As I say, then, ERASMUS+ is deeply flawed. I found it something of a tragedy (though not of staggering proportions) that the European Commission did not take the opportunity to reform and modernise it. But then an organisation that is happy with the Common Agricultural Policy is unlikely to be dissatisfied with ERASMUS+.

Leaving ERASMUS+ offers some attractive possibilities. First, it allows for a bit of attention to equity and justice when designing new programmes. Second, it allows for an expansion of bilateral partnerships, which might differ by country rather than all taking a standardised shape. Third, it allows for an extension of partnerships beyond the limits of EU membership (though it could certainly include EU members). Fourth, we could rebalance the distribution of funding, so that it no longer strongly favours higher education.

All of which would be no bad thing. If we recall the intentions of the scheme’s founders, European student mobility was designed to foster a European identity. It seems to have done that rather successfully among one part of our population, but it did little or nothing for those who are the losers from globalisation. The consequences are with us now.

On being European. Or: where is Iceland?

I love Iceland, a country of majestic and sometimes awe-inspiring beauty. On most criteria, it is also a good place to live. In the OECD’s Better Life Index, Iceland ranks at the top in jobs and earnings, and above the average in social connections, subjective well-being, health status, environmental quality, personal security, and education and skills.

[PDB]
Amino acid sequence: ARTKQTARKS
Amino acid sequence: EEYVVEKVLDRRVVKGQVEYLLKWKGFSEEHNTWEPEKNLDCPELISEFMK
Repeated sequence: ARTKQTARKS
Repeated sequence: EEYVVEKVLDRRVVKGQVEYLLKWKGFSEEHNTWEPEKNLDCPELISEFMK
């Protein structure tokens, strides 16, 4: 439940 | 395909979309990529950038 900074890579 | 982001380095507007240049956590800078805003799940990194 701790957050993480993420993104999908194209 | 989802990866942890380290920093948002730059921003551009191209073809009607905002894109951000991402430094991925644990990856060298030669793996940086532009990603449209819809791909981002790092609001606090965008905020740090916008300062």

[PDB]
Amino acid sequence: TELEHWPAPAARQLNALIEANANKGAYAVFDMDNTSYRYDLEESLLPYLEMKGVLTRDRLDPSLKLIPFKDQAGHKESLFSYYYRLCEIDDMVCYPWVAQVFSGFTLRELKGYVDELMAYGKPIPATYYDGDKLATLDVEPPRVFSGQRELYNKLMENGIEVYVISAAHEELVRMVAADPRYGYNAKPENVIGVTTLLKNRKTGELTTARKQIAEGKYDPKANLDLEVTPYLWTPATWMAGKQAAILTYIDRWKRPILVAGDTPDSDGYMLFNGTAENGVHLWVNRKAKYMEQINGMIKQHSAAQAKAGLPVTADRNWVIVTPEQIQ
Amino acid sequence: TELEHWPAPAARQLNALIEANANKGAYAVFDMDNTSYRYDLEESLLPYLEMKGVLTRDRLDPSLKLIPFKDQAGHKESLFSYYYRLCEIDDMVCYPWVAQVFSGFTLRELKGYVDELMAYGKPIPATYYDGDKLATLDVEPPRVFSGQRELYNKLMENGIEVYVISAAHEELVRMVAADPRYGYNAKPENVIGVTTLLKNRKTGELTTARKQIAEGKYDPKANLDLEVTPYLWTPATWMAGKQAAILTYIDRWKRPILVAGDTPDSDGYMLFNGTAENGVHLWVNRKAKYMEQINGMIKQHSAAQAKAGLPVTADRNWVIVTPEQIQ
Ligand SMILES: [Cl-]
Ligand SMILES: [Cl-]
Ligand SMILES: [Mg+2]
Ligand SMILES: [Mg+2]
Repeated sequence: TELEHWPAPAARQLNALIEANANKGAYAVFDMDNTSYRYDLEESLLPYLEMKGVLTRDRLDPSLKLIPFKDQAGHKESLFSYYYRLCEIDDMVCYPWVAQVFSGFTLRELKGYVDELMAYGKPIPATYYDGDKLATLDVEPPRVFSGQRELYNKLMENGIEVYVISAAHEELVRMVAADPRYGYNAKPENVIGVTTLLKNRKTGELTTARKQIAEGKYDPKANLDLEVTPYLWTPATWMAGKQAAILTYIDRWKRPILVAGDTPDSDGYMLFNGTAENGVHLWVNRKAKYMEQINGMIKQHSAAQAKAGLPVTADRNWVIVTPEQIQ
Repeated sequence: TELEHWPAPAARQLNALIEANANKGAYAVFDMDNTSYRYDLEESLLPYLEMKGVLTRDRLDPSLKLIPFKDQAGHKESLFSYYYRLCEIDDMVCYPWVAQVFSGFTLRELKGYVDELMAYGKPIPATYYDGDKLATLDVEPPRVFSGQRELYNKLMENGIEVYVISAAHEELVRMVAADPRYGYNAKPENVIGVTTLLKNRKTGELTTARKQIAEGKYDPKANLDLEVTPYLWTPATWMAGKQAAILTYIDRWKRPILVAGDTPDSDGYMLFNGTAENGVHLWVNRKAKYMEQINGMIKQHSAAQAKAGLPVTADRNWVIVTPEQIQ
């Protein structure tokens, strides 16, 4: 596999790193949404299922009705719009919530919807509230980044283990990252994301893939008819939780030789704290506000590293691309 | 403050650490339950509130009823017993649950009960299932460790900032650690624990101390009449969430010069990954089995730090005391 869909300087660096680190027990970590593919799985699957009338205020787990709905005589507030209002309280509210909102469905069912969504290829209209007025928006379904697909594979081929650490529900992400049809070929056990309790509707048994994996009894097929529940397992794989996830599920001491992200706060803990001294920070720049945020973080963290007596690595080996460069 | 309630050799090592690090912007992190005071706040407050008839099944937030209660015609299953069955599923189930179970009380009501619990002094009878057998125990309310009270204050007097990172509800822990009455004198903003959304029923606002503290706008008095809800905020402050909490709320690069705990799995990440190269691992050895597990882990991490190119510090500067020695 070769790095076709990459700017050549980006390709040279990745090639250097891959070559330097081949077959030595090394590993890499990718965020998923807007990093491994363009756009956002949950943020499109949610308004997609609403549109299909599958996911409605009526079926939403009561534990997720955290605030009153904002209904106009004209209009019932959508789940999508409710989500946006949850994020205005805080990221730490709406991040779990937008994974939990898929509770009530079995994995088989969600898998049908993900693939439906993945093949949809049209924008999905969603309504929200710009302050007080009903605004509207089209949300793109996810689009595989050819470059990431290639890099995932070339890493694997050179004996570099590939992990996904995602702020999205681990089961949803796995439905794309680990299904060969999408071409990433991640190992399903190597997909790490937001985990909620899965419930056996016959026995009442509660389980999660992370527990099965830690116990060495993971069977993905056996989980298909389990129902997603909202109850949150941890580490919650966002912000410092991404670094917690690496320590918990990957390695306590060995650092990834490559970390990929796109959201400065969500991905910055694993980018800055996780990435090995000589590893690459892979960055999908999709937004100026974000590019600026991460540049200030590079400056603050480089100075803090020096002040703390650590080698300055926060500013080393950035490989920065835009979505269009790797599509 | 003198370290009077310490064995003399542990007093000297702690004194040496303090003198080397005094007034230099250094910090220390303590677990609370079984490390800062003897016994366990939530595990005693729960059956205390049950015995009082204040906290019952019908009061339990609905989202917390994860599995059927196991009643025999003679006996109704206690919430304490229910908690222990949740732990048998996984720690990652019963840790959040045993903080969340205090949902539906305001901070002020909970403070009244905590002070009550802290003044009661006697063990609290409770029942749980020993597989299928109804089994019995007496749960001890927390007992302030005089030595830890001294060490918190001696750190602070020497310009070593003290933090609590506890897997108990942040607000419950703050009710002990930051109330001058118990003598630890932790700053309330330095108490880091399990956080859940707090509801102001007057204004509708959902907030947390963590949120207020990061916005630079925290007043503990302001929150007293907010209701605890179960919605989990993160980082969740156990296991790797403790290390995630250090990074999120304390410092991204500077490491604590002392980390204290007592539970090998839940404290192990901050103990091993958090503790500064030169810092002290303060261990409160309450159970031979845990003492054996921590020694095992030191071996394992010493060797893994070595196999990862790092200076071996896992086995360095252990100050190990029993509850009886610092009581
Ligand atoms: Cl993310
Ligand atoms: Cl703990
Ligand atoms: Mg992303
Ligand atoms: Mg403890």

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A volcanic crater in the Grimsnes area, and cold enough in June for me to need a hat. Shortly after this photo was taken, though, a naked couple jumped in for a swim.

But is it European? This thought originally struck me during the global wave of laughter that greeted England’s humilating defeat by Iceland in the Euros. Don’t think I have the slightest interest in soccer, because I don’t. And I’m certainly not demanding that the Euros be replayed just because Iceland isn’t really European.

This isn’t a matter of EU membership. Europe is not identical with the European Union, and it is perfectly possible to be European and outside the EU.It’s ironic, though, that newspapers and others greeted England’s ignominious defeat with cries of “Brexit2”, conveniently forgetting that Wales was still in the tournament while Iceland had never been in the EU.

Then I remembered visiting the area around Þingvellir (or Thingvellir), a marvellous national park that includes a rift between the North American and Eurasian tectonic plates. This means that Rejkyavik, and therefore most of Iceland’s population, live in America rather than Europe.

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Not that this geological argument carries much weight with Icelanders, who like to think of themselves as Europeans and definitely not Americans. That got me brooding on why they might think of themselves in this way. And why so many other nations seem to be really keen to enjoy such symbolic markers of Europeanness as – wait for it now – the Eurovision song contest.